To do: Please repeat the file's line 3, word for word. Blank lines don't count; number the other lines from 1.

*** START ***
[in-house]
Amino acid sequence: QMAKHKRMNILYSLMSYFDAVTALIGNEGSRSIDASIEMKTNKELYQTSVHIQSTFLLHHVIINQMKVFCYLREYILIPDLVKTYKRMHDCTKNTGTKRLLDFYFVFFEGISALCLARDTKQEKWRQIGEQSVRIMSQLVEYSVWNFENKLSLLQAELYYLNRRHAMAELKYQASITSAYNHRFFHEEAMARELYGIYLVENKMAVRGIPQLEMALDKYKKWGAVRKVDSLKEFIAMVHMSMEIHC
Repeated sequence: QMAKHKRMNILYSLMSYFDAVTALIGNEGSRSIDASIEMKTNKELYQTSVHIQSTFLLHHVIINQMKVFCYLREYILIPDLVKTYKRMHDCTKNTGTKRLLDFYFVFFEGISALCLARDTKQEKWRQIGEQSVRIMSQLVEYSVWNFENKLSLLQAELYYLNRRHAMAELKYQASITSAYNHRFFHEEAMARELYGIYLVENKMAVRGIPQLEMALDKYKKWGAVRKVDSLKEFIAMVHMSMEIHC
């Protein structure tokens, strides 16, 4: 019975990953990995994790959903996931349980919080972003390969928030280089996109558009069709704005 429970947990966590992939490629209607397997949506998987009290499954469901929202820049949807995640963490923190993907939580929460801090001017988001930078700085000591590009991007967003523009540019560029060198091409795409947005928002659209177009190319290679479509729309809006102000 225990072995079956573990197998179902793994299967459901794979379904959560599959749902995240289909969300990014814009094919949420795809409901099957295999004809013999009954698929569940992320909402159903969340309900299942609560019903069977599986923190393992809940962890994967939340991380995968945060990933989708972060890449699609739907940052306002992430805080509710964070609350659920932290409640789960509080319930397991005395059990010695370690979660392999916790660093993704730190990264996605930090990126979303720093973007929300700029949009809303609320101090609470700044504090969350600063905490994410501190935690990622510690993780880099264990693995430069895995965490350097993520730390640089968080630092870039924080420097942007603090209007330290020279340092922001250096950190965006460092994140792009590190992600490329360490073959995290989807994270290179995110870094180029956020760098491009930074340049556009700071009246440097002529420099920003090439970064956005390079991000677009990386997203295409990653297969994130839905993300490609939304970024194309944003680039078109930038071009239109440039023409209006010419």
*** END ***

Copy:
Repeated sequence: QMAKHKRMNILYSLMSYFDAVTALIGNEGSRSIDASIEMKTNKELYQTSVHIQSTFLLHHVIINQMKVFCYLREYILIPDLVKTYKRMHDCTKNTGTKRLLDFYFVFFEGISALCLARDTKQEKWRQIGEQSVRIMSQLVEYSVWNFENKLSLLQAELYYLNRRHAMAELKYQASITSAYNHRFFHEEAMARELYGIYLVENKMAVRGIPQLEMALDKYKKWGAVRKVDSLKEFIAMVHMSMEIHC